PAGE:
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Demonstrators rally against a partial government shutdown at a protest hosted by the National Air Traffic Controllers Association (NATCA) on Capitol Hill in Washington, D.C., U.S., on Thursday, Jan. 10, 2019.
Aircraft delivery company Jet Test and Transport has also seen the effects of the shutdown, due to paperwork that can’t be processed.
The biggest part of the company’s business, according to managing director Steve Giordano, is transporting aircraft without people or cargo on board. Jet Test operates the planes as an intermediate party, which requires a one-time authorization from the Federal Aviation Administration.
Those authorizations are provided either directly from the FAA or through a designated airworthiness representative, or DAR.
In a Catch-22, the DARs report directly to the FAA, and the FAA inspectors who commission the DARs are unavailable. As a result, Jet Test flights that require special airworthiness certificates are completely unable to operate right now.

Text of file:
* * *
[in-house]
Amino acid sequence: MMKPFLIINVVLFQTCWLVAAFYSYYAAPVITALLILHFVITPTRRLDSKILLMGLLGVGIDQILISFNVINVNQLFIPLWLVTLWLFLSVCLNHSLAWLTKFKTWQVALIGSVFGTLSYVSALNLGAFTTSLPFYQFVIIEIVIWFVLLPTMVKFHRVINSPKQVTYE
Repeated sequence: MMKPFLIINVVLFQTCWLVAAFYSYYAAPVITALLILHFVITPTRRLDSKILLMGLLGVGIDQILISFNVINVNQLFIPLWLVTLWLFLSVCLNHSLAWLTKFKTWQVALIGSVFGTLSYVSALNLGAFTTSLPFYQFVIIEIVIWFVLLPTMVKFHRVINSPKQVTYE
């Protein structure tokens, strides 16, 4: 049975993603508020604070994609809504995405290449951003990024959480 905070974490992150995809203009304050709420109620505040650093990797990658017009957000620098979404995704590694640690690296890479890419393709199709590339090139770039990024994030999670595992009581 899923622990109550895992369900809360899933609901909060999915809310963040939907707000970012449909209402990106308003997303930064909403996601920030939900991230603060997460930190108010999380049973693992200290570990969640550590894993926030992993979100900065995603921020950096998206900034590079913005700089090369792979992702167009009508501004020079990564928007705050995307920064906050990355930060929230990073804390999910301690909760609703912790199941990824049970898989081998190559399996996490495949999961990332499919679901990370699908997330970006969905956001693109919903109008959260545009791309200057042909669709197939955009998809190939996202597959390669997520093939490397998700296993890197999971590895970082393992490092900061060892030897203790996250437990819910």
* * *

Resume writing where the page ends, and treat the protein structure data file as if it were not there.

For example, the company has two planes in France that are waiting to fly to Brazil, but can’t go anywhere because they are registered with the U.S.
“Right now, it’s cost me $340,000 in revenue, which is probably about $90,000 in profit,” Giordano said of the shutdown’s impact on his bottom line so far.
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The Henderson, Nevada-based company, with eight employees, can still fly foreign-registered planes. But about 80 percent of their business is FAA-related, Giordano said.
“We had a really good year last year,” Giordano said. “We can kind of ride that wave.
“If it drags on more than a month, it’s definitely going to have an impact.”
Even if the shutdown ends today, companies like Tap Rm and Jet Test will likely still have to wait as the respective agencies they’re waiting on work through a backlog of paperwork.
In the meantime, there are steps that owners of small businesses facing a cash crunch may want to consider to help lighten their financial burdens.